Weaving around boulders, we found and followed an ancient path, small stone stairways hidden among the enormous rocks. We had fun jumping from rock to rock and finding different vantage points from atop the house-sized rocks. 
Tony climbing old steps up a massive boulder
Summiting the drainage rewarded us with a sudden view of green; an oasis of palm trees, tucked between the cliffs. 

The oasis high in the mountains
Beyond the oasis we entered another dramatic canyon with vertical walls. It rained recently, so there were dark streaks where little remnants of streams flowed down the rock walls. 

A dramatic canyon

Deeper into the canyon, we scampered up rocky staircases and ladders formed by dry waterfalls. 
Walking up dry waterfalls
Climbing up waterfalls
Stepping out of the canyon, we walked on steeply sloped mountainsides, headed to the highest point of our trek. At the summit of the mountain, we could see all the way to the sea. 

It was at the top of this mountain where we came to Musaibat village. Musaibat village is a small, and extremely remote village surrounded by towering peaks. There are several Pakinstani men who live in the village and care for the goats that belong to the families who own the village. These men live in extremely rustic houses without running water or electricity. They were very welcoming to us- it seemed they were excited to have company. Ram, who is from Nepal, speaks fluent Hindi and Urdu in addition to his own language, which made it easy for us to communicate with the goat herders. They invited all fifteen of us in for tea, which they made by boiling water over an outdoor fire. 

The two goat herders boiling water over a fire
An inside view of the small house

Waiting for tea
Ram pours us tea
The tea they make is very sweet. I think they make it with Lipton Yellow Label, goats milk and tons of sugar. We were thankful for their generous hospitality, so we compiled a bag of goodies from the contents of our packs to return the favor. 

We thanked them warmly and headed out. As we began our descent, I looked up to see one of the men taking our photo with his cell phone. We all got a kick out of it, smiling and waving for the camera. I was happy that they were as curious about us as we were about them. 

The trail along the mountainside soon transformed into another lofty stone ledge that hugged the side of the mountain. 
That's me pausing along the ledge for a photo
Goofing off on the ledge
Our views change as the ledge snakes around the mountainsides- we see the valley below, sheer rock faces around us, and the sea in the distance- a brilliant magenta mirror reflecting the setting sun.

Traversing the mountainsides, look how tiny we are compared to the mountain

The ledge fades into the side of the mountain, becoming a rough, rocky trail. As we descended down a slope we passed a tiny but lush date farm surrounded by a high metal fence. We stopped to rest next to a remarkable sight- two small rock pools filled with freshwater, ferns and mosses thriving around them. Ram explained that this is a natural spring that flows all year. The locals have built these small rock walls to form pools to collect the water.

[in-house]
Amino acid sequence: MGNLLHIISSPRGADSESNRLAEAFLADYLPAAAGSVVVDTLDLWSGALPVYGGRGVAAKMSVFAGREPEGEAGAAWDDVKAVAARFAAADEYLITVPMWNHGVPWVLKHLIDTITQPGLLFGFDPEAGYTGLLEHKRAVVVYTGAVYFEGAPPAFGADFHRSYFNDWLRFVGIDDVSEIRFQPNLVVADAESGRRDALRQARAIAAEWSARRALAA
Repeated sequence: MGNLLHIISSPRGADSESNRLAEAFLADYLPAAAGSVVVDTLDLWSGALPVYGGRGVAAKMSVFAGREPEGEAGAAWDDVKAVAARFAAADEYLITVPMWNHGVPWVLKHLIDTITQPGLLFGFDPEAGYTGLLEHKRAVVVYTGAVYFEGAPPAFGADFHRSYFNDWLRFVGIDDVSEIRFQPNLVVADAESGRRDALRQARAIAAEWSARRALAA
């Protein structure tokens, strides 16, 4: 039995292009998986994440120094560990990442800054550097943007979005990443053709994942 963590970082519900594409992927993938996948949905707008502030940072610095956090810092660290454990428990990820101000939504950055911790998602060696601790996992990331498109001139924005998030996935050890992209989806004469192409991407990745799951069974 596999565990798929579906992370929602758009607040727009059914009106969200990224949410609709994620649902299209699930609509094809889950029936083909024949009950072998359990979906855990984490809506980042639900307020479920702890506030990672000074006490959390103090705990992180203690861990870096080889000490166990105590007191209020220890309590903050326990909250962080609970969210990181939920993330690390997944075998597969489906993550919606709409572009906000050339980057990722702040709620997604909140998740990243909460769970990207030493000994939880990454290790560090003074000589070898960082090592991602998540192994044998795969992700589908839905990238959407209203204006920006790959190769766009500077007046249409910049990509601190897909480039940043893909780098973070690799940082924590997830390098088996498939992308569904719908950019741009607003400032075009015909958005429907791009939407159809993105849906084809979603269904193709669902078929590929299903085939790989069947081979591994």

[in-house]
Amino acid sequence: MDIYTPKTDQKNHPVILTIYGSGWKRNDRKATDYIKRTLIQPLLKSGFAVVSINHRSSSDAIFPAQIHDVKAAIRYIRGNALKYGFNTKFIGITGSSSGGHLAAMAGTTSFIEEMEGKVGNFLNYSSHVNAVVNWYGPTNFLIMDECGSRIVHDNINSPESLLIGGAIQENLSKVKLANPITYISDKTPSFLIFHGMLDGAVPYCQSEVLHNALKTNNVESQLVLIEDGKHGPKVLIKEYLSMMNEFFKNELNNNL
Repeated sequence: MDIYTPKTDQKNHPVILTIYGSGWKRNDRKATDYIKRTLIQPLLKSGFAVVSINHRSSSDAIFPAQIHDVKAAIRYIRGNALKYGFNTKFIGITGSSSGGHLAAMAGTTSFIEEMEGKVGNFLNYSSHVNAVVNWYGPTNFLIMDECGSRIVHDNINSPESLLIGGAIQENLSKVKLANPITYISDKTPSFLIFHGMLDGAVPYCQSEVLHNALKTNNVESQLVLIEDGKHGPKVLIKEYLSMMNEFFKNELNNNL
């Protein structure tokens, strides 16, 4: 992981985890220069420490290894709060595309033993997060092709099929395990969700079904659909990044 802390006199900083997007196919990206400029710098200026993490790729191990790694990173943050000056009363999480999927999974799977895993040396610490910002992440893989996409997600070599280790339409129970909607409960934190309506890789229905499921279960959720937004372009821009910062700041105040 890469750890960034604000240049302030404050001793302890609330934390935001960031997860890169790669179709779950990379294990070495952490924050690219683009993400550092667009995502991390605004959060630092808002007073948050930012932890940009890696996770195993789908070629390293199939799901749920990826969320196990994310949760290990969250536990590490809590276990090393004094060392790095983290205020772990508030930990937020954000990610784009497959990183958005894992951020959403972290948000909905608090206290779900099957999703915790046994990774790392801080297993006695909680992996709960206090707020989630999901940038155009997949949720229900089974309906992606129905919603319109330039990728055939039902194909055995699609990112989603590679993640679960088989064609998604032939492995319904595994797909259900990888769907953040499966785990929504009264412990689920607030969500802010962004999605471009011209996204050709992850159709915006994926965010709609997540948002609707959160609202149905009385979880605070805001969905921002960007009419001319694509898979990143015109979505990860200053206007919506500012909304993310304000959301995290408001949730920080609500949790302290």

The tiny date farm on the slope
One of the pools, magical in the setting sunlight
We reached another drainage filled with boulders, and began rock hopping in the twilight. By the time we got back to the cars, night had begun. 

Three Epic Days: Day 2; The Day of No Photos

I apologize in advance for the lack of photos from this day. We were all pretty miserable. I was unwilling to loose dozens of yards I had gained in a headwind to stop to take a photo.
I listened to my marine radio before heading to bed around midnight the night before. NOAA had changed the forecast for the following day. The winds were now predicted to be 15-20 knots from the North East- our direction of travel. We went to bed late that night knowing the following day would be long and hard. We got up at 6am to get on the water by 7am.
The first mile wasn't so bad- we were still protected by large stands of marsh grass. But as we came around the corner, the North East wind blasted us. Our first target was the now abandoned Carteret Hunting Club on South Core Banks. It's about 5 miles from our starting point at Great Island Bay, and several miles south of New Drum Inlet. I like to stop here with my groups to get out of the kayaks and eat a snack. It's also a good place to hide from storms. We pushed and dragged ourselves against the wind. It typically takes around an hour and 45 minutes to get from Great Island to the hunting lodge. At 9:45 (2 hours and 45 minutes) we still had a little over a mile to go. In the shallow bay on the approach to the lodge, there is pretty good clamming to be done- and we ran into local guys wading in the water clamming. When their buckets would fill up they would empty them on their nearby anchored boat and keep working. Tony paddled over to them to chit chat and let them borrow his knife. He held onto their skiff to keep from loosing precious ground. We weren't even a third of the way into our journey for the day and I was desperately wishing they would offer us a ride to our next stopping point. I was already exhausted. We landed at the hunting lodge around 10:00 and decided to only rest for 15 minutes. When we landed it was apparent that everyone needed a physical and mental break from the headwind. The howling wind combined with the overcast skies and general wetness that comes with sea kayaking was making me cold. I wished my PFD had handwarmer pockets for the first time. I stalked around the hunting lodge trying to find a way inside which would give me relief from the cold wind. As soon as I rounded a corner that was sheltered from the wind, swarms of mosquitoes assailed me. I sprinted back to the shore where our kayaks were beached to try to get away from them, even running into the water. Now I had brought the mosquitoes over to torment everyone else. They guys decided to rest longer here, hoping that more rest would give us the fuel we needed to get to our next stopping point. We decided to leave at 10:45. For me, the minutes dragged by because I was so cold. I hated standing around and shivering so I scrunched down in my kayak - I can nearly lay down inside it- using the boat to shelter my unprotected legs from the wind. My ears and mind on the other hand were unable to find refuge from its constant noise. Tony and Drew asked me if I had more clothes. I was only wearing board shorts and a long sleeve quick dry shirt, along with my PFD. I did have more clothes- I had one pair of long pants and a lightweight fleece pullover. Tony suggested I put them on. I refused. First, I was warm when we paddled, but cold when we stopped. If I put them on and paddled, I would be too warm. Second, if I wore them while paddling, they would get wet and when we arrived at our final destination I would have no dry clothes to wear. I decided instead to endure being cold knowing I would have warm dry clothes when we stopped.